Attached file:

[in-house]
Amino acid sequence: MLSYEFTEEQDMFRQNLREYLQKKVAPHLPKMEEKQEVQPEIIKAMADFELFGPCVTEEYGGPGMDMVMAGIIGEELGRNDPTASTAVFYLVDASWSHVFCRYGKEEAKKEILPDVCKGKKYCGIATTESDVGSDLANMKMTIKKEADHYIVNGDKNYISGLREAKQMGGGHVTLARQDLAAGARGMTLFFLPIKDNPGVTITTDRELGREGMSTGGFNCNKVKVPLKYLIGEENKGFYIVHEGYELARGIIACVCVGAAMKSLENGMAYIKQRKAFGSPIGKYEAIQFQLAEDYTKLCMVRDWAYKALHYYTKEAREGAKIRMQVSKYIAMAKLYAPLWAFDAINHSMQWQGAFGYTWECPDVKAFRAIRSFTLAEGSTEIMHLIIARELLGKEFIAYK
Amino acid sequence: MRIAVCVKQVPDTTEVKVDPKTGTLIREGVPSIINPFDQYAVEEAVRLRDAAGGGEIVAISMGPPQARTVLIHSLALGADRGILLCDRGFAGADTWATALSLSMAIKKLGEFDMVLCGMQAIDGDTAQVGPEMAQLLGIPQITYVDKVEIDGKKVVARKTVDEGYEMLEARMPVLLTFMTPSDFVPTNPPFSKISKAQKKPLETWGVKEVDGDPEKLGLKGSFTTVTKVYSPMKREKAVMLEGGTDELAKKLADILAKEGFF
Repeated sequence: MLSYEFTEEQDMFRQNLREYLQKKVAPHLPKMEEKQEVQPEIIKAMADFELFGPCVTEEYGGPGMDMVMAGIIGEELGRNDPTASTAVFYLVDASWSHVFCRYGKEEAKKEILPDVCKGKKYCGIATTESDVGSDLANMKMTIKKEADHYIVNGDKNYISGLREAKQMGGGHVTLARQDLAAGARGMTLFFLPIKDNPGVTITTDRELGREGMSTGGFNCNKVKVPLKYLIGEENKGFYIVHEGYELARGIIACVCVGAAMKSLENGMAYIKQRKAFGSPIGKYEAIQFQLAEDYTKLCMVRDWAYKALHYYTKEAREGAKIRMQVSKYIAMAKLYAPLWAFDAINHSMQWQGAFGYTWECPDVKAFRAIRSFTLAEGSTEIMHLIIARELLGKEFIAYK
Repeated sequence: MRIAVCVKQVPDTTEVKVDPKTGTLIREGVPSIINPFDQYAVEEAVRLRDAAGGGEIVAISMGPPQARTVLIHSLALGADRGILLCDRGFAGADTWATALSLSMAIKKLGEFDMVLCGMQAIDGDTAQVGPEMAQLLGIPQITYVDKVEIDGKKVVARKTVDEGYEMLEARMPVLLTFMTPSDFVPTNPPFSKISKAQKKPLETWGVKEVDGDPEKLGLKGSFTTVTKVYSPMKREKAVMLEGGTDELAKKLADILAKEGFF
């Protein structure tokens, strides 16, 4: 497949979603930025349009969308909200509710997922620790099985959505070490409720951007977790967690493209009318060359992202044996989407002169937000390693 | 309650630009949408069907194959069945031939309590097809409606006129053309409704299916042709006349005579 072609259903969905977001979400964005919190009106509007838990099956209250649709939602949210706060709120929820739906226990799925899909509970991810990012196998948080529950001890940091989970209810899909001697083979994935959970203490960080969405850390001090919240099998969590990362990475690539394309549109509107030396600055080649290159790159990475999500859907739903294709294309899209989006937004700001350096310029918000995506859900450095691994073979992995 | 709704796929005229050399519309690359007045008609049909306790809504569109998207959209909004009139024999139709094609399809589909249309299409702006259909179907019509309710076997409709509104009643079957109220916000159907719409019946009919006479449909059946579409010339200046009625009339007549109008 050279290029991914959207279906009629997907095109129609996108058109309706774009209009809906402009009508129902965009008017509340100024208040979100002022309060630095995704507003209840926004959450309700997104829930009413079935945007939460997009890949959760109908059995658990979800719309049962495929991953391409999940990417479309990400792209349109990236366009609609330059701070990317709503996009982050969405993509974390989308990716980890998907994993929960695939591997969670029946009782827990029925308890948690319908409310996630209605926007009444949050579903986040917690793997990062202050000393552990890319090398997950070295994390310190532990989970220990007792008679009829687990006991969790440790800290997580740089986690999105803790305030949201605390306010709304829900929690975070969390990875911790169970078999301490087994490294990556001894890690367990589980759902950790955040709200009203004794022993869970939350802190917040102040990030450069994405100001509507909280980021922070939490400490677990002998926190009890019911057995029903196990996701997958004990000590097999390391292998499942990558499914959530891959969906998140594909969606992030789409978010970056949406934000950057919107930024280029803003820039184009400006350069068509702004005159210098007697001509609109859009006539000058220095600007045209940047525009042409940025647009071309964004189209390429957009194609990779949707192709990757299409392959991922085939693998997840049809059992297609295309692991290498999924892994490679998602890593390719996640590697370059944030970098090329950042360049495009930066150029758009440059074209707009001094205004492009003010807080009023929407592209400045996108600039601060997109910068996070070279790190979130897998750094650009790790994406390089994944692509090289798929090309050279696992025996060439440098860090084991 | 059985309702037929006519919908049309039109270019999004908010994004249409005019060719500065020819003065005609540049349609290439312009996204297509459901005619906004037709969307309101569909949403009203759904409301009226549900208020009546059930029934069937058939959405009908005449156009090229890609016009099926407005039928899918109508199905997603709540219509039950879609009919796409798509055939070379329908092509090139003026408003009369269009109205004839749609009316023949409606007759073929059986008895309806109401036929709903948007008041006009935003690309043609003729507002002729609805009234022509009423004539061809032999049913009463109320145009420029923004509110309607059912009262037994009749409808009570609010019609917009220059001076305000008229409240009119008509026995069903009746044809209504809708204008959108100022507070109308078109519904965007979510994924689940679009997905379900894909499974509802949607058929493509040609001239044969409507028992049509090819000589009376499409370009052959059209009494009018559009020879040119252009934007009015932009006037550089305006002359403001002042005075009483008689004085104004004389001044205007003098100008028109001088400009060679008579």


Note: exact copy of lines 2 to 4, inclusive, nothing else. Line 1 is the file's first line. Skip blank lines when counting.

Amino acid sequence: MLSYEFTEEQDMFRQNLREYLQKKVAPHLPKMEEKQEVQPEIIKAMADFELFGPCVTEEYGGPGMDMVMAGIIGEELGRNDPTASTAVFYLVDASWSHVFCRYGKEEAKKEILPDVCKGKKYCGIATTESDVGSDLANMKMTIKKEADHYIVNGDKNYISGLREAKQMGGGHVTLARQDLAAGARGMTLFFLPIKDNPGVTITTDRELGREGMSTGGFNCNKVKVPLKYLIGEENKGFYIVHEGYELARGIIACVCVGAAMKSLENGMAYIKQRKAFGSPIGKYEAIQFQLAEDYTKLCMVRDWAYKALHYYTKEAREGAKIRMQVSKYIAMAKLYAPLWAFDAINHSMQWQGAFGYTWECPDVKAFRAIRSFTLAEGSTEIMHLIIARELLGKEFIAYK
Amino acid sequence: MRIAVCVKQVPDTTEVKVDPKTGTLIREGVPSIINPFDQYAVEEAVRLRDAAGGGEIVAISMGPPQARTVLIHSLALGADRGILLCDRGFAGADTWATALSLSMAIKKLGEFDMVLCGMQAIDGDTAQVGPEMAQLLGIPQITYVDKVEIDGKKVVARKTVDEGYEMLEARMPVLLTFMTPSDFVPTNPPFSKISKAQKKPLETWGVKEVDGDPEKLGLKGSFTTVTKVYSPMKREKAVMLEGGTDELAKKLADILAKEGFF
Repeated sequence: MLSYEFTEEQDMFRQNLREYLQKKVAPHLPKMEEKQEVQPEIIKAMADFELFGPCVTEEYGGPGMDMVMAGIIGEELGRNDPTASTAVFYLVDASWSHVFCRYGKEEAKKEILPDVCKGKKYCGIATTESDVGSDLANMKMTIKKEADHYIVNGDKNYISGLREAKQMGGGHVTLARQDLAAGARGMTLFFLPIKDNPGVTITTDRELGREGMSTGGFNCNKVKVPLKYLIGEENKGFYIVHEGYELARGIIACVCVGAAMKSLENGMAYIKQRKAFGSPIGKYEAIQFQLAEDYTKLCMVRDWAYKALHYYTKEAREGAKIRMQVSKYIAMAKLYAPLWAFDAINHSMQWQGAFGYTWECPDVKAFRAIRSFTLAEGSTEIMHLIIARELLGKEFIAYK